In Construction Disputes, Tell the Story

by Carlton Fields

[author: Luis Prats]


Construction disputes are inherently complex. They involve numerous facts that are usually highly technical and beyond the understanding of lay persons. These cases typically draw in multiple parties and require extensive expert testimony. To say that presenting a construction case to a jury or other trier of facts in a simple, interesting, and compelling way is difficult is an understatement. Yet, that is exactly the challenge faced by advocates who litigate construction disputes.

Whether the forum is a trial, arbitration, or mediation, construction disputes create enormous challenges for the advocate whose primary role in litigation is to synthesize the issues into an understandable story that will resonate with the decision makers. The litigant has many tools available to help achieve this objective, including demonstrative aids—whether old fashioned boards or computer generated images. However, the use of demonstrative aids must be part of a much larger strategy that coordinates all available tools to present a case in a concise and persuasive manner that resonates with the ultimate decision maker.


A. The Principle of Primacy

First impressions endure. Primacy, the state of being first, creates a strong and sometimes unshakable impression. Studies have repeatedly demonstrated that jurors are much more likely to retain information learned in the early part of the proceedings, particularly during opening statements, than at any other time during the trial. It is then that the listener will begin to form lasting impressions about the story he or she hears and, almost as important, about the person telling the story. This is equally true whether the listener is a jury, judge, arbitrator, or mediator. The litigant should take full advantage of this fact.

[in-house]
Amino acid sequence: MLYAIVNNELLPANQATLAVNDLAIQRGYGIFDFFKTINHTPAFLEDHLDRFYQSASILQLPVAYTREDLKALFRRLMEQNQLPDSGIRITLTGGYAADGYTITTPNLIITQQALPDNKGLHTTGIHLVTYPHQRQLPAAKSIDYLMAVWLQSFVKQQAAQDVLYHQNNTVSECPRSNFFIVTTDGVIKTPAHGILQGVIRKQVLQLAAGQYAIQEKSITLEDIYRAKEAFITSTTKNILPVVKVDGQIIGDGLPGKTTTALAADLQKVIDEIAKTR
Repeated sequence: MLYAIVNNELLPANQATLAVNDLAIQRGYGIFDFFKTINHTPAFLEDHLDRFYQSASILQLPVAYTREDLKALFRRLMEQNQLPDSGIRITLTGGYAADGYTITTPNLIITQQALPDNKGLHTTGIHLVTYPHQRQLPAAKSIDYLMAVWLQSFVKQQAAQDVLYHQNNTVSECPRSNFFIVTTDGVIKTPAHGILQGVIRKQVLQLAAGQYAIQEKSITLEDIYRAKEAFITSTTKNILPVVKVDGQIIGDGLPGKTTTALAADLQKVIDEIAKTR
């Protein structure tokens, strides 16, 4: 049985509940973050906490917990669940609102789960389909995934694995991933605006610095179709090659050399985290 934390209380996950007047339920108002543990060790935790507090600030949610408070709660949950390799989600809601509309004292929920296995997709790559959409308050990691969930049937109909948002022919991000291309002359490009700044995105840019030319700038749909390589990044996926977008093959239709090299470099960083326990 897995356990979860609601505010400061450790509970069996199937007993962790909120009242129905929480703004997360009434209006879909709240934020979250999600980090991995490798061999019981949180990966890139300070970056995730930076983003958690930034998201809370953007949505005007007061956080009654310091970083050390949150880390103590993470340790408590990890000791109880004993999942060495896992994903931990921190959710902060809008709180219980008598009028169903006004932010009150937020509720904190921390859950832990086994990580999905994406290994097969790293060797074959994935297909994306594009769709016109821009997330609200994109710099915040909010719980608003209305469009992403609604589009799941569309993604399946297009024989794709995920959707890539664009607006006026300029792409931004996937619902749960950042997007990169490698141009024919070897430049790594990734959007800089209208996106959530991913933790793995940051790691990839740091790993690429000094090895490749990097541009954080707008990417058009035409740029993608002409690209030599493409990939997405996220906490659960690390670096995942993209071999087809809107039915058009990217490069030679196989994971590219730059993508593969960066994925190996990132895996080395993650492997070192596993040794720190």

Accordingly, opening statements are absolutely vital. Most litigants agree this is true in arbitrations and trials, but are less inclined to appreciate the importance of an opening statement in mediation. In fact, some litigants prefer to hold back information in order to make tactical use of it at trial. While this is certainly a valid consideration, it is important to remember that the vast majority of cases settle, so holding back information to “spring it” at trial may only mean that the information is never used. Moreover, a careful adversary will do a thorough job of investigating her case, so the chance of having information unknown to the other side is remote. Finally, people who decide to accept less than what they want or pay more than they anticipate, need good reasons to do so. Few people will part with their money unless they see no reasonable alternative. By the same token, no one will settle a case for substantially less than anticipated unless the alternative is worse. Making a thorough presentation, which gives the other side good reason to give in – even if it means showing your entire deck of cards – is often worth the risk because it gets the cases settled.

Whether in mediation, arbitration or trial, the litigant should treat the opening statement as indispensible. It is the perfect opportunity to tell your client’s story without interruption. To the extent permitted by the circumstances, the litigant should freely use demonstrative aids as allowed by the court or other authority in the case.

B. Develop Clear and Concise Theme of the Case